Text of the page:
IN Rome in 1960, before the second Vatican Council, a document was drawn up laying down conditions by which the clergy should live. It was hoped by many that this would remove old anomalies. For instance, while priests could go to the cinema, they should not go to the theatre; they could go to greyhound tracks, but not to horse meetings.
Instead of removing such anomalies, the document endorsed them. Now priests should not go to the cinema or the theatre; nor to the greyhounds or the horse races.
This was the guide for the diocese of Rome but it was expected it would be copied by dioceses worldwide. While this was being debated, I met a prominent North American priest in Rome who was indignant about the way things were going. He said: "This is meant for Rome and everywhere else is meant to do the same, but this is the last place in the world where these rules will be observed".
I recalled this encounter on the election of Cardinal Jorge Bergoglio as Pope at the age of 76. Every bishop in the 2,500 or so dioceses in the world must tender his resignation at age 75, but this does not apply to the Rome diocese, of which the Pope is bishop.
Of course, good Pope John XXIII was 76 when he ascended the chair of Peter. He was a benign reformer: much admired by another reformer, Sean Lemass. So the exception may be better than the rule.
Another comparison from those far-off days struck me. The predecessor of Pope John was Pope Pius XII, who also was inaugurated in the month of March – in 1939. He, too – like St Francis – was a lover of animals and birds; he cared for the poor and desired to be a humble parish priest rather than pope.
And both – Pope Francis now; Pope Pius posthumously – have been arraigned as to what they did or did not do when confronted with despotic regimes.
From 1976 to 1983, Argentina was ruled by a cruel military junta. More than 30,000 perceived opponents of the junta were caused to "disappear". The church has been criticised for failing to condemn the junta.
There was a specific charge against Pope Francis. It was that as Father Bergoglio, and head of the Jesuit order in Argentina, he failed to protect two Jesuit priests serving under him who were kidnapped and tortured by the authorities in 1976. He has denied this and said that he intervened with General Videla, then the head of the junta, to save the priests' lives.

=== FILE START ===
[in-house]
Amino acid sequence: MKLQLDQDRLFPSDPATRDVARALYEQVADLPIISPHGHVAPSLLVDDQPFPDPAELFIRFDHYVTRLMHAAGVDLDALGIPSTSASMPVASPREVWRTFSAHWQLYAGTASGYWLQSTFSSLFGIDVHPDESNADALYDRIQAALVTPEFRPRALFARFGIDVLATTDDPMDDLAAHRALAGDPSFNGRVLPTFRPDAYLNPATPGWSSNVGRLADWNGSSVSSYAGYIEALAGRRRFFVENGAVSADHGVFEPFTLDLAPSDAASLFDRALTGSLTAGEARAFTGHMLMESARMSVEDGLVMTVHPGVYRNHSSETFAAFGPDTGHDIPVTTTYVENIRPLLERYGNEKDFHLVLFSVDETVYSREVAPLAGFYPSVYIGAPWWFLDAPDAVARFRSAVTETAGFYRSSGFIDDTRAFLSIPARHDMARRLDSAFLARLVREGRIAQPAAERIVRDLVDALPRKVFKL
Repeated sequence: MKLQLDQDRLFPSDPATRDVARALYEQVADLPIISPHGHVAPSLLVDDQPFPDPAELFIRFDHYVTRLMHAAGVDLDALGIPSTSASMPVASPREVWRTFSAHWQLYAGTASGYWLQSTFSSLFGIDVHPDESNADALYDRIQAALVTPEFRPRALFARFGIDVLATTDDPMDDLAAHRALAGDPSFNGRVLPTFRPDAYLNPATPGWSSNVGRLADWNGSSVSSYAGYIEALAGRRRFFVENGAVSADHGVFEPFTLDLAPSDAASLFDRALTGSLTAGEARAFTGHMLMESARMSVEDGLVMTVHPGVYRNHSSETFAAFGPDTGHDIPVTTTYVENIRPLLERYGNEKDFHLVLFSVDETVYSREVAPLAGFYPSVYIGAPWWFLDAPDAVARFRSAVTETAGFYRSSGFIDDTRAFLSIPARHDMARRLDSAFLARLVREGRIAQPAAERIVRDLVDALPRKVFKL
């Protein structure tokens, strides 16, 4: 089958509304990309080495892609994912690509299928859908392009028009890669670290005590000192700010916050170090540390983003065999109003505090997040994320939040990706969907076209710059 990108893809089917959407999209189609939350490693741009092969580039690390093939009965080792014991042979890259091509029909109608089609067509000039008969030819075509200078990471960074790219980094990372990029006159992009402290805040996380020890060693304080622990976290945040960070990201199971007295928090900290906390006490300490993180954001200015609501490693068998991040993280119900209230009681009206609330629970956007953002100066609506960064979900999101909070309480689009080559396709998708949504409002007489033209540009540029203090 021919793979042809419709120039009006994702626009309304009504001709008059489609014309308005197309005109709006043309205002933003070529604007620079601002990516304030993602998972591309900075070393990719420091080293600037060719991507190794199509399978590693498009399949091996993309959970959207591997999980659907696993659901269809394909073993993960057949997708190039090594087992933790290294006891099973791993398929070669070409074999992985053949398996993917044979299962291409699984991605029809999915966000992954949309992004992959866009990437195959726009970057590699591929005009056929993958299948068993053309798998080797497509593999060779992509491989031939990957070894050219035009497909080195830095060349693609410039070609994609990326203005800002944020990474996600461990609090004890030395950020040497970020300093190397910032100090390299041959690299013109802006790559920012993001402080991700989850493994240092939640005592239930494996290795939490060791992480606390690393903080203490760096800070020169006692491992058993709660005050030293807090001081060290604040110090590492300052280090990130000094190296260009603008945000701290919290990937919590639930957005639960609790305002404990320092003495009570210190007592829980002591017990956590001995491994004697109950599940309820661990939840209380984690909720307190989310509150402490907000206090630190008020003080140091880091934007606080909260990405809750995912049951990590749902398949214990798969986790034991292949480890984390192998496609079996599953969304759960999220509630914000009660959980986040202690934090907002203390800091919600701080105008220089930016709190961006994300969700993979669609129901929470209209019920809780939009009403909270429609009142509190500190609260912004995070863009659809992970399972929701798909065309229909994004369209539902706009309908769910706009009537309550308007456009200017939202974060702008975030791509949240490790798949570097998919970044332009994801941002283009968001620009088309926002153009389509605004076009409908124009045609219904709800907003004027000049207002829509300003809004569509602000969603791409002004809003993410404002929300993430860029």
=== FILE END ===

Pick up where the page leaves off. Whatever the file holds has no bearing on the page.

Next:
One of the priests, Fr Jalics, has said: "After our liberation I left Argentina. Only years later did we have the chance to speak about what had happened with Fr Bergoglio, who had, in the meantime, been appointed archbishop of Buenos Aires. Afterwards we publicly celebrated Mass together and solemnly embraced one another. I am reconciled to what happened and consider the matter closed. I wish Pope Francis God's rich blessings for his office."
The other priest who had been kidnapped, Fr Yorio, died in 2000.
In that year, too, the church in Argentina issued a statement of contrition for failing to take a stand against the dictatorship.
So, the defence rests.
As for Pius XII, it should be remembered that, for his time, he was regarded as a very modernising pope. As Cardinal Secretary of State he had visited the United States, met President Roosevelt and was a close friend of the Kennedys.
As pope, he expanded the College of Cardinals worldwide; he was very receptive to all manner of people. In one of his books, the novelist Bruce Marshall has him receiving a venerable archbishop after the winner of the Rome-San Remo cycle race! He was very devoted to the Virgin Mary, proclaiming the doctrine of the Assumption and designating 1954 as the Marian year.
But his approach to dealing with the fascist, Mussolini, in Italy, and the Nazi menace under Hitler was cautious, to say the least.
Ever since the performance of the drama 'The Deputy', by German playwright Rolf Hochhuth in 1963, there have been many attacks on Pius portraying him as at best timid and indecisive in failing to take on the dictators.
Now a new life of Pius, 'Soldier of Christ' by Professor Robert A Ventresca of the University of Western Ontario, seeks to provide a balanced assessment of the pope's role. He guides us from the extremes of the suggestion that the pope was a Nazi sympathiser to the depiction that he was a wartime saint.
It would have been morally right for the pope to have denounced the dictators, but would it have done more harm than good? When the Dutch bishops spoke out they suffered. Similarly with the post-war puppet police states of Eastern Europe, in Hungary Cardinal Mindszenty denounced the tyrants and suffered; Cardinal Wyszynski of Poland negotiated with despots and he suffered, too. Could Pius have done more for the Jews?
As recounted by Prof Ventresca, never before had a pope been thanked with such warm praise by the Jewish communities of the world for the work he had done on behalf of the persecuted Jews. "More than any other people," said Rome's Chief Rabbi Elia Toaff, "the Italian Jews had experienced the great pity and supreme generosity of the pontiff during the unfortunate years of persecution and terror, when it seemed they had no open way of escape", he went on to refer to "the papal ruling to open the doors of convents and parish houses" to the persecuted Jews.
The debate as to whether Pius XII pursued the right course may never end. But the course he did follow undoubtedly saved many thousands of lives; the other course might have come across as courageous but would most likely have cost lives.
Hugh O'Flaherty is a former judge of the Supreme Court